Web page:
There Is No Exit: Why China's Plunge Protection Is Here To Stay

When rhetoric and simultaneous policy rate cuts failed to arrest the slide in Chinese equity markets late last month, Beijing resorted to threats, trading halts, and finally, to central bank intervention.

An unwind in official and unofficial margin lending channels had put immense pressure on the country’s stock market bubble and when it became apparent that the only way to arrest the slide was to prop up margin lending, the PBoC moved to backstop China Securities Finance and in the process created an $800 billion, state-controlled, margin lending Frankenstein

For a few days, calm returned to Chinese equities but to those with a keen eye, it was clear that the relative tranquility would not last.

As we noted last week, China was apparently so confident that three week’s worth of unprecedented (and comically absurd) intervention had stabilized the situation and repaired what we still contend is irreparable damage to the collective psyche of the Chinese retail investor, that the PBoC was set to wind down the CSF’s plunge protection activities just days after several commercial banks pledged billions more in support for the margin lender. We got a good look at just how unstable the situation still was when, last Monday, Bloomberg (citing Caijing) reported that the CSRC was "studying [a] stock stabilization fund exit plan."

Here’s what happened next: 

Fast forward exactly one week, and although it’s not entirely clear what actions the CSF has taken recently (i.e. to what extent more money has been funnelled to brokers), what is clear is that whatever respite Chinese investors enjoyed is now over.

As noted on Sunday and again earlier today, there’s still plenty of evidence to suggest that when one looks at official margin lending and the leverage that’s spread across at least six backdoor channels, the unwind has probably just begun and as BofAML notes, "most leveraged positions may suffer from losses likely in Rmb trillions."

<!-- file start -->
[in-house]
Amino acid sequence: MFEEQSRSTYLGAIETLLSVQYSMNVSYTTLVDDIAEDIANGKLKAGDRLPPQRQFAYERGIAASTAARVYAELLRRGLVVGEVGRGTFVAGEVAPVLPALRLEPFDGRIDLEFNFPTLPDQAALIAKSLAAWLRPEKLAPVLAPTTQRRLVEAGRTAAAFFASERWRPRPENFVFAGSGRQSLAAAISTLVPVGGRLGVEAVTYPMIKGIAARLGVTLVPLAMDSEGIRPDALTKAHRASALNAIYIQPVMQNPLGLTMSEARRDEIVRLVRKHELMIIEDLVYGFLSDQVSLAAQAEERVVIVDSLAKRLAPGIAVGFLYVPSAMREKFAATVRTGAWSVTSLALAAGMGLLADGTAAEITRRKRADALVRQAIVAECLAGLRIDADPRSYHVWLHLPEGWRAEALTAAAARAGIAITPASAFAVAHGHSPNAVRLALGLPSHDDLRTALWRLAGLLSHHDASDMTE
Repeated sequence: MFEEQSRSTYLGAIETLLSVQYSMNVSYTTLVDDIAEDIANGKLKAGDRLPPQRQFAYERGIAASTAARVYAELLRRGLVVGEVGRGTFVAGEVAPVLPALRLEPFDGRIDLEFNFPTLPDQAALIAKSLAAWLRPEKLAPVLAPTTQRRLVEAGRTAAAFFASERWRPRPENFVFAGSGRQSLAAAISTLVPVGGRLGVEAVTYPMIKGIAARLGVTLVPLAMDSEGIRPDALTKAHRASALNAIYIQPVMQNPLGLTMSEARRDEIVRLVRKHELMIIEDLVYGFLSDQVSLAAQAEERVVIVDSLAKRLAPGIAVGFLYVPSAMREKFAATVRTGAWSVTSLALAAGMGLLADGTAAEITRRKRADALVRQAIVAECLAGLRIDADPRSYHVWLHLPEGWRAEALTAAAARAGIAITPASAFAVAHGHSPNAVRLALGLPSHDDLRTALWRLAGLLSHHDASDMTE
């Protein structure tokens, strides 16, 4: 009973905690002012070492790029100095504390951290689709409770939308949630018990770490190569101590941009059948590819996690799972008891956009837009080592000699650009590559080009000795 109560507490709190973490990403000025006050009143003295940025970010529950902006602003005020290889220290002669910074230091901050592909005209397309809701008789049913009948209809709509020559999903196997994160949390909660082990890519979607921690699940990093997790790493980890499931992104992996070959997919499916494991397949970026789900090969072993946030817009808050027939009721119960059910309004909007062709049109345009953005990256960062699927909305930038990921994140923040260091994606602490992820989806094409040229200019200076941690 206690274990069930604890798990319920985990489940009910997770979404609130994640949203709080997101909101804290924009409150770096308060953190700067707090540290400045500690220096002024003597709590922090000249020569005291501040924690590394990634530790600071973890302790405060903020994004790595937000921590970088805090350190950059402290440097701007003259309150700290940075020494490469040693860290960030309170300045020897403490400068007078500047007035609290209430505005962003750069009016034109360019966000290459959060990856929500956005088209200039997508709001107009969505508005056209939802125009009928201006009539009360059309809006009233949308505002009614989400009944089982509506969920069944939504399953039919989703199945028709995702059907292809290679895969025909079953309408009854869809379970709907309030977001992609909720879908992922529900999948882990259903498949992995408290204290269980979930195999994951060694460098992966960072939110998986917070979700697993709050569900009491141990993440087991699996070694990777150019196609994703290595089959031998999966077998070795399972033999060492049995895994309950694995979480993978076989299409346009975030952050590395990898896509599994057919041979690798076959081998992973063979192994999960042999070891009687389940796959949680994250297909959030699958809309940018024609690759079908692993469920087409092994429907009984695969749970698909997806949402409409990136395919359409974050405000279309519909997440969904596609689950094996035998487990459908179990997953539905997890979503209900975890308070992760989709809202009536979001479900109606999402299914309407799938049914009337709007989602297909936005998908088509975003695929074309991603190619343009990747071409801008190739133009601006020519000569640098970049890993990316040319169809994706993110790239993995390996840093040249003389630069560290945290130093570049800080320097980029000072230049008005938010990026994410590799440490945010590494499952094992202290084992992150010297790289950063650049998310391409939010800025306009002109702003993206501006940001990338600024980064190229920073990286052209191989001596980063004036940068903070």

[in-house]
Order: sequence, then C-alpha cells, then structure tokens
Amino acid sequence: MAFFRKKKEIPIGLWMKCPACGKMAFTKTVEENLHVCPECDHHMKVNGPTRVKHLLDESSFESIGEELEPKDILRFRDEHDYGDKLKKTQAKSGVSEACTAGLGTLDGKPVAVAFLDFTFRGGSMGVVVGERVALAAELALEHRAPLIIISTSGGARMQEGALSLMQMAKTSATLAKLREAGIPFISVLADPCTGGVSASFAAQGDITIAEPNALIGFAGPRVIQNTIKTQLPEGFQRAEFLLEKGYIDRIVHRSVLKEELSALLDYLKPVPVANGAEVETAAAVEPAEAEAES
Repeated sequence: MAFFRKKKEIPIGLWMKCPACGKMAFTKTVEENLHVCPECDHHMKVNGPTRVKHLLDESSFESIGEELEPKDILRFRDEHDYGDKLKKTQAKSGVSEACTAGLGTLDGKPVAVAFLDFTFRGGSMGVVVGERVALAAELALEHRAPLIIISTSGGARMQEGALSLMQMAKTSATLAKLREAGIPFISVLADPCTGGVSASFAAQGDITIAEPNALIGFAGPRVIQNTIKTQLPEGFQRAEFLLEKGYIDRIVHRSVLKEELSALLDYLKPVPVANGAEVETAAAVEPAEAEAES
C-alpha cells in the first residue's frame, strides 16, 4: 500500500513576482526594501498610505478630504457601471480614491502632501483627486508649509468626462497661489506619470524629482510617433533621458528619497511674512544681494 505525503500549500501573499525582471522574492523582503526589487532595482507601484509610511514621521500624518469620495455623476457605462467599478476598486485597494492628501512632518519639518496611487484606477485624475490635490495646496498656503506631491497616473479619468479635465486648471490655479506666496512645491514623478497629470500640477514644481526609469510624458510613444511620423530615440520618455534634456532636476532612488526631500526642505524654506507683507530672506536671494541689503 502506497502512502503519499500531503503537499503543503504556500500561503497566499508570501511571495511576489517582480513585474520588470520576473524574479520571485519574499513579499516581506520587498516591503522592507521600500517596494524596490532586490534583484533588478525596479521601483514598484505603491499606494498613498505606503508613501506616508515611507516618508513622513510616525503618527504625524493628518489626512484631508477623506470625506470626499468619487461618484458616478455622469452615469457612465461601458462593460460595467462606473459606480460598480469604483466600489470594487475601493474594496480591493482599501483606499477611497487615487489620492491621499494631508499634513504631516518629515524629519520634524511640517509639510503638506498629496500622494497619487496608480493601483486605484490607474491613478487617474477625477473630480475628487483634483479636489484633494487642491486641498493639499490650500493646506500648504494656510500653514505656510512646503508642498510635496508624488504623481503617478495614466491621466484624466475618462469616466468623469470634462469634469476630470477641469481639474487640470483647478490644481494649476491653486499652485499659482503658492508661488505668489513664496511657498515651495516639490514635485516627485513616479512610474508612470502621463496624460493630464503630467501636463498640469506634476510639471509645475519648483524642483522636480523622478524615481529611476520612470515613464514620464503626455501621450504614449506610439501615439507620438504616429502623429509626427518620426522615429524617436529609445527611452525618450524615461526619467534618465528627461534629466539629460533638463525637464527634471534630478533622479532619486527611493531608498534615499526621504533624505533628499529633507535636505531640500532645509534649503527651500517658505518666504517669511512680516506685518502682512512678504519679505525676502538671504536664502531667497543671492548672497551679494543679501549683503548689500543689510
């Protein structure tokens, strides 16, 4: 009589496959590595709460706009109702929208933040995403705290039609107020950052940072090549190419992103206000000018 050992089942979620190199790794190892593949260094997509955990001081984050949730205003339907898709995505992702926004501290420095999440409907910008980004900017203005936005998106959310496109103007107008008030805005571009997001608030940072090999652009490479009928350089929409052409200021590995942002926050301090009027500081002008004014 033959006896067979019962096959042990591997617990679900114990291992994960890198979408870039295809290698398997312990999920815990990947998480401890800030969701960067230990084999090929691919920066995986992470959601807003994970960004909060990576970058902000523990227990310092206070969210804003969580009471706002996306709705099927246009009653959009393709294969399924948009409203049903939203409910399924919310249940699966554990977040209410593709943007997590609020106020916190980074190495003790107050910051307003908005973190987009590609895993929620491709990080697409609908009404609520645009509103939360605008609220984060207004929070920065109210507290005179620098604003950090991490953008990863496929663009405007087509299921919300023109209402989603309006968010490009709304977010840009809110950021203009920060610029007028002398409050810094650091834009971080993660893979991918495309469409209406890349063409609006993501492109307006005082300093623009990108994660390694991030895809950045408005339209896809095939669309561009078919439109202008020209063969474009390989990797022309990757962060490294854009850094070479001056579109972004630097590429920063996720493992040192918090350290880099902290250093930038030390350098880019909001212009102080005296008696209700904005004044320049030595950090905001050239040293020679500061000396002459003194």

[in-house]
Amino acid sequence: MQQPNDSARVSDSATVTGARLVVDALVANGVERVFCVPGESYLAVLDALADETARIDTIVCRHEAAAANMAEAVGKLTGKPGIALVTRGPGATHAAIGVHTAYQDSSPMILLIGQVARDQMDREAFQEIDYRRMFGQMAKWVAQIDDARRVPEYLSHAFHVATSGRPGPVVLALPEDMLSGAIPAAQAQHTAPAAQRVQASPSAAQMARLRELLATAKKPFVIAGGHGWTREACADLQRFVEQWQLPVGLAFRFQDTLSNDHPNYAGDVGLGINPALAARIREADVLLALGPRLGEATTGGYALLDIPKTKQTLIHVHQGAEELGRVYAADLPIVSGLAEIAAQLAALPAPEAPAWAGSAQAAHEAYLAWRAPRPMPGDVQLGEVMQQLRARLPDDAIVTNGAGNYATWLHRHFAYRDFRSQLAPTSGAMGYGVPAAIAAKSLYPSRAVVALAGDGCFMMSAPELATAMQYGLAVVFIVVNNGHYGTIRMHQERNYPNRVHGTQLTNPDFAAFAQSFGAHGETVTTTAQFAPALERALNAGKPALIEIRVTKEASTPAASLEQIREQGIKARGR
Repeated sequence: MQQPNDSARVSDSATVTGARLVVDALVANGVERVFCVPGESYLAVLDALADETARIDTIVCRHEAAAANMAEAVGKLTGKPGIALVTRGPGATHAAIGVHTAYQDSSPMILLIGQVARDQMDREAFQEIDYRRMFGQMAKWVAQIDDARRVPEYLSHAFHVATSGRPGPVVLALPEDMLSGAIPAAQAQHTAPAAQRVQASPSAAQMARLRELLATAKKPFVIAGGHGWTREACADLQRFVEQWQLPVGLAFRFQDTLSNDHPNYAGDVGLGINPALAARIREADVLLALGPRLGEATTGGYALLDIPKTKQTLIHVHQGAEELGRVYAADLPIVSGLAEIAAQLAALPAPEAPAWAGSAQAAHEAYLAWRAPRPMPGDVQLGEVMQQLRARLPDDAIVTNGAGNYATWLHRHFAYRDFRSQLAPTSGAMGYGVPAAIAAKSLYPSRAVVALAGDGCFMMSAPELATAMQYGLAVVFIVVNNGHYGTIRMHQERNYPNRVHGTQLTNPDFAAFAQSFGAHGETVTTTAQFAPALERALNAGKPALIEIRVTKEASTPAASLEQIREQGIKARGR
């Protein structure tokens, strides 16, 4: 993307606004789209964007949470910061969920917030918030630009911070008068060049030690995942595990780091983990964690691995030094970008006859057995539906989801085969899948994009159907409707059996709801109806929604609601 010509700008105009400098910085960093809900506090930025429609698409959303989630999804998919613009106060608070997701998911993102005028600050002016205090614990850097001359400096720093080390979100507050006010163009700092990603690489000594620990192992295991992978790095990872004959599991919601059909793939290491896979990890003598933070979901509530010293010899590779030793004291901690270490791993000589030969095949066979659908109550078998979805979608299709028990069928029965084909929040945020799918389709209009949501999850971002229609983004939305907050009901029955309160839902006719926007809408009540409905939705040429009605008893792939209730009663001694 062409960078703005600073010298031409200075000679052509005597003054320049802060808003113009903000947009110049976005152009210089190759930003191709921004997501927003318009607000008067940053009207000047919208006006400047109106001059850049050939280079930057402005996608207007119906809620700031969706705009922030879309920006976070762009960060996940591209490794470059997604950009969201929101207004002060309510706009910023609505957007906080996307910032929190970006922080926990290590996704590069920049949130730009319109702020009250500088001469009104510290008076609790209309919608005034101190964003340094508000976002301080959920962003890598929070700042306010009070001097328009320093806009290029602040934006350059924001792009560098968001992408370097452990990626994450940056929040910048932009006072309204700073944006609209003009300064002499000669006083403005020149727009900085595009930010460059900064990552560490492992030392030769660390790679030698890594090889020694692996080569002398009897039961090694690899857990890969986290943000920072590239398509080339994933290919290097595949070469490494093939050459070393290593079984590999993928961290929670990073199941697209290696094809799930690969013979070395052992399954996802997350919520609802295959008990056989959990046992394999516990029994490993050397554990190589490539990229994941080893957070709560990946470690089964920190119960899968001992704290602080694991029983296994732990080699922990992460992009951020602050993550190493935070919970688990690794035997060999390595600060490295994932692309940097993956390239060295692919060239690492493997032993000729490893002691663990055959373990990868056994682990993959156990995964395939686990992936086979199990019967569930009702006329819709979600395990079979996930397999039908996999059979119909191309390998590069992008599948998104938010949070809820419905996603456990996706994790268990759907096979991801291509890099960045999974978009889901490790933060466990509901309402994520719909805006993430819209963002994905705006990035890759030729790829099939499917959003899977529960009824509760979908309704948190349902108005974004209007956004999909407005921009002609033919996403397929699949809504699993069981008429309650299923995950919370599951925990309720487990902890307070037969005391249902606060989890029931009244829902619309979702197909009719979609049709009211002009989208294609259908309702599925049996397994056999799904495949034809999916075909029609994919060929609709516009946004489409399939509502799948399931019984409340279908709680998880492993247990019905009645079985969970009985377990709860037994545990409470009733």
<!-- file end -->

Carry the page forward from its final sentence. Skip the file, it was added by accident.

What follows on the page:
That is unless Beijing moves to "take on substantially all of the leverage." This harkens back to comments made on July 18 by Finance vice-minister Zhu Guangyao who noted that "the key is what step the financial regulator should take after the stock market is stabilised, including the withdrawal of the intervention methods."

Here's a look at known CSF funding and spending so far:


If the CSF support dries up, the result could be carnage. Here’s BofAML with more on a potential unwind of China’s plunge protection program:

The balance sheet of CSFC, the vehicle the government has been using to stabilize the market after the crash, is unclear. Local media has reported that it had drawn down Rmb1.3tr from an Rmb2tr credit line provided by banks; the PBoC had also lent CSFC at least Rmb120bn and might have subscribed to Rmb80bn of its bonds.

In turn, CSFC had used the fund to buy A-shares directly or indirectly by lending to brokers to fund their proprietary desks (as discussed earlier), and subscribing to ETFs and mutual funds.

 

The equity base of CSFC, after the increase on July 3rd (most likely funded by PBoC), is only Rmb100bn while it may be carrying Rmb1tr+ stock positions by now (the size is likely still rising by the day based on our assessment). So unless the government will treat CSFC as another bad bank and allows it to carry the losses "indefinitely", at certain point, CSFC may sell to reduce its stock exposure.